Kitchen Islands for Small Kitchens
Kitchen Islands for Small Kitchens
Explore kitchen islands for small kitchens
Lately, you’ve been seeing some beautiful kitchen islands for small kitchens. It’s something you want. But when you consider the available floor space, adding an island may seem difficult to accomplish, or maybe even impossible.
But, in most cases, the benefits outweigh the concerns. You get more storage space, more surface to work on, and just an additional space to sit. These are just some of the beauties of kitchen islands for small kitchens.
Qualities to look for in kitchen islands for small kitchens
The key to making kitchen islands for small kitchens work is to first understand what you’re trying to accomplish. Then go from there. When considering the best kitchen island, select one that has these 5 attributes. It must:
- Create more counter space.
- Give you a surface to eat on.
- Provide additional storage through shelves, hooks, or drawers.
- Be the correct size so it doesn’t mess up your kitchen workflow.
- Let you tuck or overhang your knees (people often forget this one, but it’s super important if you’re using it as an eating spot).
Whatever you choose out of the various kitchen islands for small kitchens, experts recommend that the island is at least 1×1 yard. However, if you’re using an elongated table instead of a square, consider something that’s at least 2 feet wide.
With that said, let’s look at some of the best kitchen islands for small kitchens:
1. Restaurant Grade Island
One of the first places to check for kitchen islands for small kitchens would be the nearest restaurant supply store. You’ll find a nice industrial, commercial stainless restaurant grade table.
These are lightweight and at the same time sturdy. They’re made of durable stainless steel, come in various sizes, and are fairly inexpensive.
To ensure most use, pick one with a towel bar to provide space for hooks and textiles. Also, check for open shelving below. If you plan on moving it often, consider one with locking wheels. Wheels are not a must, because the lightweight nature of restaurant grade work tables allows you to easily move it even without wheels (but they’re a nice add-on).
2. Butcher Block Island
Another great alternative when searching kitchen islands for small kitchens is a butcher block kitchen island. Its surface is designed ready-for-use in the kitchen and you can also add stools to create a snack counter.
3. Repurposed Furniture
If you’re still searching kitchen islands for small kitchens, a cheap yet effective way is by repurposing a piece of furniture for kitchen use.
- Sofa Table: Sofa tables usually make good kitchen islands for small kitchens. Narrow enough to sit in an entryway or behind a sofa, they come in various sizes and styles and are usually a foot high.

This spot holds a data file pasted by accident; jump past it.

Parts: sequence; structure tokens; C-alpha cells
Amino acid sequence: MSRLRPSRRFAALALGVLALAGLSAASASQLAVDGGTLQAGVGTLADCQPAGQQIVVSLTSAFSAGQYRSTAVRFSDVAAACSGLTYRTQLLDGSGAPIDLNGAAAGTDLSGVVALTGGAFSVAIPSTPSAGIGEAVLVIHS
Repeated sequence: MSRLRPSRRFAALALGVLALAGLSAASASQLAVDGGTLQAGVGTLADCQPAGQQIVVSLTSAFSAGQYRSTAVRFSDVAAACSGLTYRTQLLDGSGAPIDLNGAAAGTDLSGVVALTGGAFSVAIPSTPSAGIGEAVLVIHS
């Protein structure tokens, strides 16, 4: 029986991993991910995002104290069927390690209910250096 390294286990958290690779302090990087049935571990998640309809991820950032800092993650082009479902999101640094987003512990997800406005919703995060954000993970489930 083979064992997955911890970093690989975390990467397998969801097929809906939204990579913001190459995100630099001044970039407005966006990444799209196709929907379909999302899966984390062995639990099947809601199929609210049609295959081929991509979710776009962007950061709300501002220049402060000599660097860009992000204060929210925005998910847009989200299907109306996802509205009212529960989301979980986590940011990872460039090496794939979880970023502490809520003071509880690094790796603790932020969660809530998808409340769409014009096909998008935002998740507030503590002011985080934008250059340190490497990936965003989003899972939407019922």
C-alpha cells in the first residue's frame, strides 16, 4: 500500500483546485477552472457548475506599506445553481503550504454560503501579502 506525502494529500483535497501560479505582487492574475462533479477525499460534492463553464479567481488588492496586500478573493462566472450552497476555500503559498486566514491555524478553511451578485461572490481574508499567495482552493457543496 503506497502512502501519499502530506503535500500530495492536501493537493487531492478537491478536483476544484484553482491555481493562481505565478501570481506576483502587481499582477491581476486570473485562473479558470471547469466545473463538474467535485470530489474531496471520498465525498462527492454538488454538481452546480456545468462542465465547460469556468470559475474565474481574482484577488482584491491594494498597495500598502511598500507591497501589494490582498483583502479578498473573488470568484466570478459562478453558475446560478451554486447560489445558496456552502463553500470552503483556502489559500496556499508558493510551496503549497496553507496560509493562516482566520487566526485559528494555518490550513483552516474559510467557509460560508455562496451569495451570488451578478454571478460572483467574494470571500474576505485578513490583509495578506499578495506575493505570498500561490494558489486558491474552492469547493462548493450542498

- Cabinet: Do you have a vintage cabinet that you don’t use that much? Use it for an island. The best ones have loads of shelving, drawers, and other storage options. This is one of the ideal kitchen storage ideas for small spaces.
- Bar-Height Dining Table: Consider repurposing a tall dining table. In the right proportion, it can give you a perfect kitchen island alternative that you can use for prep, dining, and as a counter space. It’s one of the most dynamite small kitchen island ideas with seating. You can even add hooks on the sides for extra storage.
4. Floating Island Ledge
If you can find a space where you can fit a simple butcher block ledge to serve as a kitchen island then you have another great alternative. If a ledge can’t work, consider creating an enclosure with minimalist island design.
5. Storable Kitchen Island
Do you have an open spot where you can store a kitchen island when you’re not needing it? You can design a small kitchen island that will fit in the opening. If you’re designing your kitchen, include a cabinet piece that can roll out to serve as a kitchen island or extra counter space.
6. Drop Leaf Kitchen Island
Another brilliant way to add a kitchen island in a small kitchen is by using a drop leaf. It’s quite flexible; you pop it up when needed and you can drop it down to allow easy movement in the kitchen.
When you think of it, designing a kitchen island for a small kitchen is in some ways better than designing for a larger space. In addition to eliminating certain design considerations, it pushes you to maximize the efficiency of your available kitchen space.
Whether your kitchen island is portable or permanent, it should be able to function efficiently for your space. If it’s centrally positioned in the kitchen, it shouldn’t interrupt the work triangle. If you’re not sure what will work for your kitchen, consult a kitchen contractor to guide you.